Counseling Today, Online Exclusives

Voice of Experience: Knowledge is a coping skill

By Gregory K. Moffatt May 26, 2020

In 1994, I built my house in a tiny little village in Georgia. Back then, a neighboring town not even 10 miles away counted as a long-distance telephone call. At the time, nearly all cell phone companies charged by the minute. My phone plan gave me 10 minutes a month for $60. There was no Skype, Zoom or videoconferencing, and the internet was still something that many people didn’t have in their homes. In fact, many people in 1994 didn’t have a computer in their homes.

In 2003, when I was in India, I paid over $80 for a 15-minute telephone call home. Today I could talk as long as I want for free. We could go back further in time, and some of you would remember hand-dug wells, outhouses, coal stoves and homes with no electricity. I can.

The point here is that we are so fortunate. We couldn’t have managed the coronavirus 20 years ago as easily as we are managing it today.

Things are not as bleak as they might seem in light of COVID-19. I think of this coronavirus event as “The Great Interruption.” I take it seriously, but at the same time, I don’t regard it as the end of the world.

Part of coping with stress is knowledge. Think of a traffic jam. It is frustrating if everyone is stopped on the highway and you don’t know why. But if you receive information that there is an accident ahead that will take 30 minutes to clear, that knowledge helps you manage your stress. You can now make plans, and you have a hint of control.

Here is what we know about the COVID-19 virus:

  • It is one of many similar viruses that we have faced before; we will face others in the future.
  • It is transmitted through the air and via contact. Isolation and physical distancing can help lower risk of contracting and spreading the virus.
  • The time the virus can survive exposed to air varies depending on the type of surface it is on: metal (5 days), plastic (2-3 days), cardboard (only 24 hours — yeah Amazon.com).
  • It is currently thought that 1 in 4 carriers may be asymptomatic. On average, people are contagious for 48 hours before symptoms appear, but that can extend up to 14 days.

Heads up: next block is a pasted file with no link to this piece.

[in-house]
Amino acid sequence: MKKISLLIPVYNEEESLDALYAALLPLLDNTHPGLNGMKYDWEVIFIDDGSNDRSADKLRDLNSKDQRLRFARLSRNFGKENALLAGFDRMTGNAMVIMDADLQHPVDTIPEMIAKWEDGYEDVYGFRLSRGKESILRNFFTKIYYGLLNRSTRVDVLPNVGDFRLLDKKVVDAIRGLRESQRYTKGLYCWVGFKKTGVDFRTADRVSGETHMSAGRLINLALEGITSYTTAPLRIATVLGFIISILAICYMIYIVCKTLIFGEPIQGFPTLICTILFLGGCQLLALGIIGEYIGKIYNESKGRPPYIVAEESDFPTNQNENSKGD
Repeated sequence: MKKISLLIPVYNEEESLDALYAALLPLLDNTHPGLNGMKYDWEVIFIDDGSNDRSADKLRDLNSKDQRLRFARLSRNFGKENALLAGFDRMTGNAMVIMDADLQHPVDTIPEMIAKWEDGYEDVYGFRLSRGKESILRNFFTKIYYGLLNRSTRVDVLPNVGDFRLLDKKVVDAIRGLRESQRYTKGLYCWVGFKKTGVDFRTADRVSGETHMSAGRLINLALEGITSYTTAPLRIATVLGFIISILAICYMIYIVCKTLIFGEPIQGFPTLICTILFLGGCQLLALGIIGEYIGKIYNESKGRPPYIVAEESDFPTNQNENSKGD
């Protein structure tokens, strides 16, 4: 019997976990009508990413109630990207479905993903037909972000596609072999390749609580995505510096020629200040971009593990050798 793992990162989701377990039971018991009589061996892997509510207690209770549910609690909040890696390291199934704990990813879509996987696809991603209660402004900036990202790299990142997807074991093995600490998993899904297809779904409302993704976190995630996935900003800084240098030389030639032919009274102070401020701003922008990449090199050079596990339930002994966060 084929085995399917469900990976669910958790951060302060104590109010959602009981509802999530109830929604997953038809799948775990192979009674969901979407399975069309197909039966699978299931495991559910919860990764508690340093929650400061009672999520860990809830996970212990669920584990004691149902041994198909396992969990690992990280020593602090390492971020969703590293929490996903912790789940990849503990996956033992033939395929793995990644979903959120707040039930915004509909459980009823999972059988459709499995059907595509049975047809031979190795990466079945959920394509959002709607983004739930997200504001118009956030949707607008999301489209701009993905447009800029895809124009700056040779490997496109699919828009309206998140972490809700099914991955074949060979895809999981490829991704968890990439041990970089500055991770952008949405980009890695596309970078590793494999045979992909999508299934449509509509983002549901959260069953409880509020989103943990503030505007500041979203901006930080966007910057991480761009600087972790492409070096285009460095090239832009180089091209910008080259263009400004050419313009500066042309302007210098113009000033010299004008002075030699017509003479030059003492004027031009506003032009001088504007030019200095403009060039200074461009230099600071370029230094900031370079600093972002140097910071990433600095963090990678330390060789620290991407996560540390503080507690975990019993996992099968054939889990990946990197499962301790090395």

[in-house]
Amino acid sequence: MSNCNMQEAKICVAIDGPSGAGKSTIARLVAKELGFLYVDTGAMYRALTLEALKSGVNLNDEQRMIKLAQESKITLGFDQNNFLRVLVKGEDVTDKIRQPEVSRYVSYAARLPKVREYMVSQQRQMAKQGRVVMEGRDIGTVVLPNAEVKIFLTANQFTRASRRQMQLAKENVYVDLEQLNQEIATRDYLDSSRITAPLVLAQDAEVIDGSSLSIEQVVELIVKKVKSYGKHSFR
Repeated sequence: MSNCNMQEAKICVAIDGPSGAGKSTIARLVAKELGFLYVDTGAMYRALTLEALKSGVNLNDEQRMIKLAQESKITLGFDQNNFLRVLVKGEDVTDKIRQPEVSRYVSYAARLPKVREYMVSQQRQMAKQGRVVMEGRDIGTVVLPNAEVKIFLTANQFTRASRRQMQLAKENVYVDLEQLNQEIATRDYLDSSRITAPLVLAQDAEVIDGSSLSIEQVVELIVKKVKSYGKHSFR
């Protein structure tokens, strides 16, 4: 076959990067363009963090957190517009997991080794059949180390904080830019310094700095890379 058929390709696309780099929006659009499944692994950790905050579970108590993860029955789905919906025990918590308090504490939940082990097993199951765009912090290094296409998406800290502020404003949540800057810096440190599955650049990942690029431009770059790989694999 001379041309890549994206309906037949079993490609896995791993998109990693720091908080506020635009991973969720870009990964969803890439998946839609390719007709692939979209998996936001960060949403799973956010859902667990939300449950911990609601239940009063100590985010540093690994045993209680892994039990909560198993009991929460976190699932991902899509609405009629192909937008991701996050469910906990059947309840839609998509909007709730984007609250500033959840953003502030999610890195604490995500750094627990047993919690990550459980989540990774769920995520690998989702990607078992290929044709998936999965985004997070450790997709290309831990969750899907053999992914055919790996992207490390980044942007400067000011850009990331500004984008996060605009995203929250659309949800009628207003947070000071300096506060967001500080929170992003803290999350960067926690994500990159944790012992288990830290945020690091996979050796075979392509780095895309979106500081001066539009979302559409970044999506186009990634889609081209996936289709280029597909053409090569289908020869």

• The fatality rate for COVID-19 remains a source of debate, but in general, the rate is low (about 2%). Vulnerability and age are significant factors. Among young people, the death rate is practically zero. Those 60 and older account for the majority of deaths (by far) from COVID-19, with those who are 80-plus the majority among that group.

I use this knowledge in hopes of putting this virus into perspective. It is very contagious, but so is the flu.

Nonstop news coverage of every new case, every celebrity and every athlete who has it, as well as the “experts” telling us all the terrible things that might happen, has created an impression of plague. One ridiculous teaser line I heard said, “Coming up next, an interview with an actual survivor!” Like approximately 98% of the people who get it?

We’ll get through this. Here are some ways we can manage our stress and that of our clients as we work through this pandemic.

First, we need to be aware that any stressful event magnifies pre-existing conditions — addictions, relationship troubles, anxiety, etc.

Second, self-monitor. I hate change, and this situation has caused me to change almost everything. Repeatedly throughout the week, I have to self-monitor, recognize my rising stress or frustrations, and manage them.

Third, don’t stop your daily routines unless you have to. If you shop for groceries on Fridays, shop for groceries on Fridays.

If you are a parent, keep an open dialogue with your children that is age appropriate. Help them manage their fears and anxieties.

Identify specific stressors of this isolation. I’m an extreme introvert. Staying home hasn’t caused me any stress, but for extroverts, the lack of socialization can be very stressful. Seeing people wearing masks everywhere can also subconsciously cause fear and anxiety.

Eat right, sleep right, and get plenty of exercise. If you are a regular reader of my work, you will recognize this as Moffatt’s Mantra.

Find the positive in the situation. We have lots of time with family or time to learn a new skill. Plus, no traffic and much less driving! I normally divide my time between three offices. This virus has returned to me almost 10 extra hours a week that I normally would have been on the road.

Finally, take it a day at a time and shut off the TV. We’ve had enough gloomy news.

 

 

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Gregory K. Moffatt is a veteran counselor of more than 30 years and the dean of the College of Social and Behavioral Sciences at Point University. His monthly Voice of Experience column for CT Online seeks to share theory, ethics and practice lessons learned from his diverse career, as well as inspiration for today’s counseling professionals, whether they are just starting out or have been practicing for many years. His experience includes three decades of work with children, trauma and abuse, as well as a variety of other experiences, including work with schools, businesses and law enforcement. Contact him at Greg.Moffatt@point.edu.

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Opinions expressed and statements made in articles appearing on CT Online should not be assumed to represent the opinions of the editors or policies of the American Counseling Association.

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